FoodFutureCo is about to graduate its first cohort. The scale-up accelerator launched earlier this year and took on four companies into its first program:
- 4P Foods, a local food hub and supply chain business which, to date, has delivered over 40k bags of food from over 130 local farms to over 250 zip codes in the DC Metro area. They are expected to reach $1.1 million in top-line sales with nearly 50% gross margin for 2016 and nearing break-even in just under 3 years.
- eFowl, a transaction and marketing plaform for America’s traditional and family poultry farms, has facilitated over 65k transactions representing approximately 200 different breeds.
- Sophie’s Kitchen -has a line of seafood alternative products selling in nearly 2k retail outlets nationwide.
- Traverse, founded by Nextdoorganics’ founders Kris and Josh, is a SaaS provider, facilitating “intelligent food brokering” across the distribution chain from farmers and small batch producers to food hubs, farmers markets, and restaurants all the way through to the individual consumer.
The cohort will graduate on Wednesday this week and the accelerator expects to announce the next cohort after the holidays. To be in for a last minute chance of making it onto the first cohort of 2017, or onto the following cohort, you can apply here.
We caught up with Shen Tong, founder of FoodFutureCo and its earlier stage predecessor Food-X, to find out more about the program.
What lessons had you learned in launching Food–X when you came to launch FoodFutureCo?
What carries through from three years of experience at Food-X are two distinctive trends. The first is more of a movement — the good food movement, and then the other really hot trend is in food tech and food delivery. As a group, we have built a network that’s deeply rooted in both, but it’s hard to bring the two trends together as they’re still evolving.
What is a scale-up accelerator compared to a normal accelerator?
It’s an accelerator that’s taking companies at a later stage and for us, this means deliberately looking for companies that are post-revenue but at the stage where they could hit a second wall and their growth plateaus or fails altogether. How do you move from an early adopter to a successful, sustainable business? There’s a big chasm and about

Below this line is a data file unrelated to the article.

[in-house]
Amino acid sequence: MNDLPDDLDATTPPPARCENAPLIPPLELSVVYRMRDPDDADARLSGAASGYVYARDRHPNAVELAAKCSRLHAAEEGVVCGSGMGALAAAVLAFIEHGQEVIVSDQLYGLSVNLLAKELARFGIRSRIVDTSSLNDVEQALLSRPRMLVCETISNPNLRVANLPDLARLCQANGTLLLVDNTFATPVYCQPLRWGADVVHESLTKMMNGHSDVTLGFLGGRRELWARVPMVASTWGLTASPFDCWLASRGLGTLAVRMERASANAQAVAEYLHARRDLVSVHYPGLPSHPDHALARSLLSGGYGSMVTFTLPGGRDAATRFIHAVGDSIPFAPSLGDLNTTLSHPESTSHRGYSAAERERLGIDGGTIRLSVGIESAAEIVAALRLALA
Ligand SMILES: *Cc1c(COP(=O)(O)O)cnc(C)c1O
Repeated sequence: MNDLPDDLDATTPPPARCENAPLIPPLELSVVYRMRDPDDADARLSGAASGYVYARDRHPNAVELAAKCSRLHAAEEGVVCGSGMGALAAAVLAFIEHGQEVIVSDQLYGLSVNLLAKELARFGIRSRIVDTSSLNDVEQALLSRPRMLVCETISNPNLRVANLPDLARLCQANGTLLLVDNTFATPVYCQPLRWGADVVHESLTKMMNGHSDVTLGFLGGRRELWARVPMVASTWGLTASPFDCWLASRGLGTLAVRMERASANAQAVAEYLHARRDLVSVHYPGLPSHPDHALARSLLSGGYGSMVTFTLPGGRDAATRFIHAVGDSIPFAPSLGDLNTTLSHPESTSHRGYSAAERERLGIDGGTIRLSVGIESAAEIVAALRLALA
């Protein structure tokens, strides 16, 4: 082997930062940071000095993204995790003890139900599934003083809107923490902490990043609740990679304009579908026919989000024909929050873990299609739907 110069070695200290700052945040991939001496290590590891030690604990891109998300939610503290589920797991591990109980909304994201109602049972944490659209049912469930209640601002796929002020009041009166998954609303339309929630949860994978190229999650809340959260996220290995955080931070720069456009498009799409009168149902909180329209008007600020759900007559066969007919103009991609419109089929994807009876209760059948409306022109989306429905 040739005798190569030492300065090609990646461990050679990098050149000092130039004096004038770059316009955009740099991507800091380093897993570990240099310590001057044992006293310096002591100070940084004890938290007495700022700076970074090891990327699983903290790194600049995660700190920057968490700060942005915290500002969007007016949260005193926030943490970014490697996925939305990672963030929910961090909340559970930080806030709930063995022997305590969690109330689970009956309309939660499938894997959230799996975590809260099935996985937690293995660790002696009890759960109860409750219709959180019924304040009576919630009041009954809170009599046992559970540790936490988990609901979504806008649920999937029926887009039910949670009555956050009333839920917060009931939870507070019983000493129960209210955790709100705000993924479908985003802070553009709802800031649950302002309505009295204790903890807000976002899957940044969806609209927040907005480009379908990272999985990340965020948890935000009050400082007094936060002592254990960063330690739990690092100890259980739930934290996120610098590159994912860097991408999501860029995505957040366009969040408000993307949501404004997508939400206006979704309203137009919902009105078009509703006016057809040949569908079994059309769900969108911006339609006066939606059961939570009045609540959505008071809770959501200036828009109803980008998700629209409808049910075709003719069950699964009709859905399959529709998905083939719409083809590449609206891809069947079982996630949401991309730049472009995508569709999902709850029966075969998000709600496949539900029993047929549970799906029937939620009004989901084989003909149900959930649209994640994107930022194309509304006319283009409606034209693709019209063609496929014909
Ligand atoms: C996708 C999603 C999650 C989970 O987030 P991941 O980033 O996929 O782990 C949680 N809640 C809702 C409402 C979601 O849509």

90% of companies at this stage do not progress further. An analogy I like to use is that Food-X and other typical accelerators are like working with toddlers, which are learning to talk and walk; Food Future is working with teenagers that are facing a different set of challenges. And our goal is to add two zeros to their revenue figures in an intensive four to six-month program.
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When you launched FoodFutureCo, did you find the companies or did they come to you?
We started with just four companies for the first cohort as a sort of soft launch. Two out of the four were already in our network — Nextdoorganics took part in Food–X’s first cohort and 4P Foods, who we saw speak at a conference. We had already built a network with Food-X before we launched FoodFutureCo, so over 90% of applications are inbound as we have built a good reputation, particularly as our managing director founded Plum Organics which was sold to Campbell Soup. We were pleasantly surprised by the number of applicants considering the companies need to be post-revenue as well as our other softer requirements such as a category leader, and broad impact growth potential.
What support do you give startups on a weekly basis and how are advisors incentivized?
Each week there is a highly curated seminar on specific areas and we keep an eye on changing trends in the food movement and investment space to make sure they’re up-to-date. The seminars are tailored to that specific cohort or even individual companies. The companies each get a handful of advisors and on-site entrepreneurs-in-residence to have biweekly sessions with. Lots of the advisors are volunteers that are part of the ecosystem so for them, it’s relationship-building creating a symbiotic relationship.
What equity stake do you take?
It ranges between 6% and 8%.
How do you see the food and ag startup space developing over the next 1,5,10 years?
Right now and especially over the last 2 years, we have seen at least half of big food set up ventures funds and corporate venturing arms, and we’re still very much in the honeymoon period of that. But it’s very interesting to see that the startups they’re investing in and embracing are fundamentally going to disrupt these incumbents.
Futurists have an easy job. If you look a bit longer term the situation is very clear. In the next 15 to 30 years, we know that many of the big ag and big food names will either disappear or become fundamentally different companies. We are lucky to be in the early stage innovative space where startups can easily try new things and learn quickly from failures, where big companies cannot. And this innovation is corresponding to a cultural shift and behavior change among millennials and a move away from consumerism. There’s this deep-seated desire to break things down and reconnect with nature, know where your food comes from, and what it means in the broader world. For some people, this will mean a post-meat life.
Amazing fact about Shen Tong: he was one of Newsweek’s People of the Year in 1989 as one of the organizers of the democracy movement in 1989 that occupied Tiananmen Square while he was at Beijing University.